DeKalb Library expansion becomes a reality
This poem read by Rep. Bob Pritchard at the ribbon-cutting today, Jan. 18, 2016 says it all about the value of a library. We hope Dee Coover, executive director, will stay around while longer to bask in the glory of this magnificent edifice. Besides, she is watching the mail for the res of the stated money to come from Secretary of State Jesse White.
Speakers at the grand opening from lower left to right are: Dee Coover. Board president Dr. Virginia Cassidy, Rep. Pritchard, and Mayor John Rey; Upper row Rev. Leroy Mitchell, Supt. of Schools Doug Moeller, Dan Kenney, and Don McKay.
by Varda One
It’s only a room with shelves and books,
but it’s far more magical than it looks
It’s a jet on which I soar
to lands that exist no more.
Or a key with which I find
answers to questions crowding my mind.
Building my habit of learning and growing,
asking and researching till I reach knowing.
Here, I’ve been a mermaid and an elf
I’ve even learned to be more myself.
I think that I shall never see
a place that’s been more useful to me.
With encouraging kind friends with wit
Who tell me to dream big and never quit.
It’s only a room with shelves and books,
bit it’s far more magical than it looks.
# # #
Growing Up Haish
By Jessi Haish LaRue, Jhaish09@gmail.com
No, I’m not rich. I don’t own a bunch of cool historical artifacts. And a lot of people don’t know the history behind my maiden name.
But growing up, I still took a lot of pride in my last name.
My dad sparked the interest when I was in elementary school. He showed me a family tree that was created by a distant relative, Jeff Marshall, in 1996. He told me that my great, great, great, great uncle was Jacob Haish, and said that if I had been born a boy, my name would have been Jacob.
“Why?” “Jacob Haish was very important to DeKalb and Sycamore.”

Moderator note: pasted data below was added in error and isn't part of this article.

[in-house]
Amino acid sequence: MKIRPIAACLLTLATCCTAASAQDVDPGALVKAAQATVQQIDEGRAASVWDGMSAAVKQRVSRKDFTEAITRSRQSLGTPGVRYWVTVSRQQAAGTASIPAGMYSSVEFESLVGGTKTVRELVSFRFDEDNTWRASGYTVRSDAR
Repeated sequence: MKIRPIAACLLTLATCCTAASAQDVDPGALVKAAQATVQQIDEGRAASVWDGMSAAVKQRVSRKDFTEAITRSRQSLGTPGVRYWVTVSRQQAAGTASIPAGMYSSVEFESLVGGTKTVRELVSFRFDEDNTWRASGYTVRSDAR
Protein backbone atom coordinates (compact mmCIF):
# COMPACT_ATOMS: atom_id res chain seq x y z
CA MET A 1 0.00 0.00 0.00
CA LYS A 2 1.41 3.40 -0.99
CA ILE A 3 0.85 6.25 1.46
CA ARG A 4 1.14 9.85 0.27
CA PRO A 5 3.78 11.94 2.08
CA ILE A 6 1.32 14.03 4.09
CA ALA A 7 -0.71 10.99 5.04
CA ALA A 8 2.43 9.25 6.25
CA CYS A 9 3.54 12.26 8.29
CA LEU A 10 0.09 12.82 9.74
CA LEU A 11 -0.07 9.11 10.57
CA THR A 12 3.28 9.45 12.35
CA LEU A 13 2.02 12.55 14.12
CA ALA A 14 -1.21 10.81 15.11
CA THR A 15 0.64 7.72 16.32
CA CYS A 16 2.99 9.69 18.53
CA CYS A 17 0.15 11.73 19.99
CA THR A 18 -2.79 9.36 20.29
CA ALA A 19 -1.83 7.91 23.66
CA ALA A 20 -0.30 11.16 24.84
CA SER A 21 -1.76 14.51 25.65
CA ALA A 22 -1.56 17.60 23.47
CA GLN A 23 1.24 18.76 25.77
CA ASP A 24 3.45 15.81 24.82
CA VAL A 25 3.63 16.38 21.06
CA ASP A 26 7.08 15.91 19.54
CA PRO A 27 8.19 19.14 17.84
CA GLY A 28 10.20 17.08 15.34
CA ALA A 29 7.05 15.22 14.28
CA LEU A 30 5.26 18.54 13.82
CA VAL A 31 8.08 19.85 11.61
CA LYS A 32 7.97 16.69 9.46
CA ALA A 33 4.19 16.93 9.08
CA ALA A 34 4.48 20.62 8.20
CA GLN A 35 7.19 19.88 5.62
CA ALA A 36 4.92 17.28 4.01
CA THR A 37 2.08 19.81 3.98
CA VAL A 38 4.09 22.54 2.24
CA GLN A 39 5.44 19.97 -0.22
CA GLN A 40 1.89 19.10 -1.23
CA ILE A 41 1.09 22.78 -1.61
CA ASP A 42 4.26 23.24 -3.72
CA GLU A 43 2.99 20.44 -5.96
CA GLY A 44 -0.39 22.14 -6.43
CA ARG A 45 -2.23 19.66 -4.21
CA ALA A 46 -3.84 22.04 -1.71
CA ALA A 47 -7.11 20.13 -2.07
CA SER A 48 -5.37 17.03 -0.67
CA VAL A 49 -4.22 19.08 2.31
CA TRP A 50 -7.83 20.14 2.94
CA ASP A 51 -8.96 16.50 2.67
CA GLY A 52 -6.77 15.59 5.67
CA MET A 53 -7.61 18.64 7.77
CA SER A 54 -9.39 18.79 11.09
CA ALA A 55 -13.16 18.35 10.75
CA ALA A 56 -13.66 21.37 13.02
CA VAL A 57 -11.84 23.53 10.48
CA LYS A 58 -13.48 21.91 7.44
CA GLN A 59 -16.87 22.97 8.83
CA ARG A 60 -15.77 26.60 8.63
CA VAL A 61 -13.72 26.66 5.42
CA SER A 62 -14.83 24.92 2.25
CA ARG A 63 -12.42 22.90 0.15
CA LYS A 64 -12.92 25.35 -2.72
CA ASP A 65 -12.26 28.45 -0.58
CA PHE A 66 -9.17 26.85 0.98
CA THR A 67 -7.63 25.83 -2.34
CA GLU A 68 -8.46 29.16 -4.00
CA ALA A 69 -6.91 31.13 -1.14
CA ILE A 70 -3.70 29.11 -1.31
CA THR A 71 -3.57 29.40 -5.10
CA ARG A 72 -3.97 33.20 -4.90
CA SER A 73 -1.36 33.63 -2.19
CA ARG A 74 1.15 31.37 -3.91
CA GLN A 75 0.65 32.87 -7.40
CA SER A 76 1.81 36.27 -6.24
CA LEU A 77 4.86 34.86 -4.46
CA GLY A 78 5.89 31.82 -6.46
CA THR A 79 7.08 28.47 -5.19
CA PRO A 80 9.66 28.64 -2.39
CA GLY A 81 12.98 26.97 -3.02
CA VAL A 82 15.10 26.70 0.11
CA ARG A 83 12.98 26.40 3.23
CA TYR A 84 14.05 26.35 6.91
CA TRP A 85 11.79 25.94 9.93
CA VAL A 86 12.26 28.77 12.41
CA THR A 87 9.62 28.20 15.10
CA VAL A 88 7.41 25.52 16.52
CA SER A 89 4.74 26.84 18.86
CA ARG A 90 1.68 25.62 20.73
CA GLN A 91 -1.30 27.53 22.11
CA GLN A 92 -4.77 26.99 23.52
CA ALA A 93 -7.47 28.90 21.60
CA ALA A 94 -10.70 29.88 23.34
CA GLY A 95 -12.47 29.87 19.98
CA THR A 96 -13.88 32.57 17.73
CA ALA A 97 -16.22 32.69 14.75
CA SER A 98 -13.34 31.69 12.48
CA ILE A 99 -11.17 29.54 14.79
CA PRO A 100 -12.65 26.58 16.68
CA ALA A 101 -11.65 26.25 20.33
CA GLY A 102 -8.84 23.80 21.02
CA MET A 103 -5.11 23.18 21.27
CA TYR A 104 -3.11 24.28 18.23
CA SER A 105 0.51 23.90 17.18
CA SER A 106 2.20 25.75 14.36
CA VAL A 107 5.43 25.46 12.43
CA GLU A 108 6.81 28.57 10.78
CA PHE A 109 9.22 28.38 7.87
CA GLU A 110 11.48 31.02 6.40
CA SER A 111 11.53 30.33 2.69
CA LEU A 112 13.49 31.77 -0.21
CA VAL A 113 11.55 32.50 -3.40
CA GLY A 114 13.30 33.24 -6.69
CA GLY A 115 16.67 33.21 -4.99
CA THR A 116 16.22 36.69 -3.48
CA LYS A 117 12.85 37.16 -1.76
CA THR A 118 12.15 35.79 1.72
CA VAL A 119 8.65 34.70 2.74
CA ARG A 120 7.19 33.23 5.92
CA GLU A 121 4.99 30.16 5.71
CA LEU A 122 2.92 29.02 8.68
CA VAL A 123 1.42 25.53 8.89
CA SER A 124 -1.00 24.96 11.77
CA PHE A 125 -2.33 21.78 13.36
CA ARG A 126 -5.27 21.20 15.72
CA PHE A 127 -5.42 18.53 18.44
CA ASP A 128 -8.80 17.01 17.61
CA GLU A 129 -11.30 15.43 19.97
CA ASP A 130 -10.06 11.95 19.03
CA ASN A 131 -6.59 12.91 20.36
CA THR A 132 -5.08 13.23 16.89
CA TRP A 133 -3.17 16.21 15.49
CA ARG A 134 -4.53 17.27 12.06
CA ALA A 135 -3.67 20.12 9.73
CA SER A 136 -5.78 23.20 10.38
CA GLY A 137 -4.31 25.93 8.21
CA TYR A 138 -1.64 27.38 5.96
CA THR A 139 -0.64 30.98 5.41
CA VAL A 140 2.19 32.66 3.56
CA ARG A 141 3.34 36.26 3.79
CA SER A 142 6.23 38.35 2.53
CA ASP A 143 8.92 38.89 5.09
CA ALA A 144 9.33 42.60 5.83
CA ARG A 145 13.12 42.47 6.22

From there my father introduced me to local history and told me all about my barbed wire baron ancestor; he showed me the book “From Oxen to Jets,” which has an iconic photo of Jacob Haish’s mansion. I wanted to see the home, but my dad told me it was demolished in the 1960s. I was crushed.
Instead, we took a tour of the Ellwood House. There, I was able to learn more not only about Isaac Ellwood, but Haish’s involvement in the city, such as his contributions to the library and hospital. My dad also drove me to the location where Haish’s mansion once stood. I was instantly convinced that Haish was the coolest of the three barbed wire barons, and that he had done the most for the city. (Maybe I’m a little biased.)
My first brush with “fame” was years ago when my family left a restaurant in Sycamore. Someone was standing near my mom’s car, pointing out the vanity license plate. He wanted to know if we were related to Jacob Haish, and joked about us being rich. It’s a big misconception; Haish didn’t have any children to pass his wealth to, so his money went toward all those charitable projects after his death.
Barbed wire history was only briefly discussed during my time in Sycamore schools; but when Haish’s name was mentioned, I remember receiving some skeptical side-glances from classmates. But when the teacher would ask if I was related I would proudly boast “Yes, he is my GREAT-GREAT-GREAT-GREAT uncle!” But honestly, I didn’t know too much more about him. We don’t have a historian in the family, and, to the dismay of many people I’ve met, we don’t have any cool barbed wire artifacts. Those things are usually scooped up by collectors.
Even though I recently got married and decided to change my last name, my Haish pride still lives on. I took my husband on the Ellwood House’s final tour of this last season, and told him as many facts as I could while we walked. Then I excitedly took him to the visitor’s center to show him the Haish furniture collection. It meant so much to me to be able to share that with him. I’ll always be a Haish girl at heart.
Although it may not come with fame, glory and wealth, being a Haish comes with some serious family pride and some neat perks. I’ve met people, through email and in person, who were so excited to learn that I was a descendant of Jacob Haish. And thanks to these people, I’ve learned more about my family’s history than I could have imagined possible. Now that I’m out of college, I want more than anything to dive into my history and learn more about it. Maybe someday, I’ll even write a book.
From the Doug-Out
By Doug Oleson; email@example.com
It’s that time of year again, the dreaded time of year we all know is coming, yet there is nothing we can do about.
I am, of course, referring to: putting away all the Christmas decorations and other holiday supplies. Which always leads to the inevitable question: where did all this stuff come from? Even more important: what are you going to do with all of it?